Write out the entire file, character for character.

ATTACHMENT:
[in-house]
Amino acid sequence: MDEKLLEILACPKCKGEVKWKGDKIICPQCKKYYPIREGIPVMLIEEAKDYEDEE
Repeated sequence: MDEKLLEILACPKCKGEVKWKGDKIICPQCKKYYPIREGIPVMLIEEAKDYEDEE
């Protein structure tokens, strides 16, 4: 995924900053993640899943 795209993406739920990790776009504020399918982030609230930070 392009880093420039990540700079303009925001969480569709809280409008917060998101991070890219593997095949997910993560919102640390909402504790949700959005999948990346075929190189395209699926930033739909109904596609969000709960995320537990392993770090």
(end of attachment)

[in-house]
Amino acid sequence: MDEKLLEILACPKCKGEVKWKGDKIICPQCKKYYPIREGIPVMLIEEAKDYEDEE
Repeated sequence: MDEKLLEILACPKCKGEVKWKGDKIICPQCKKYYPIREGIPVMLIEEAKDYEDEE
């Protein structure tokens, strides 16, 4: 995924900053993640899943 795209993406739920990790776009504020399918982030609230930070 392009880093420039990540700079303009925001969480569709809280409008917060998101991070890219593997095949997910993560919102640390909402504790949700959005999948990346075929190189395209699926930033739909109904596609969000709960995320537990392993770090």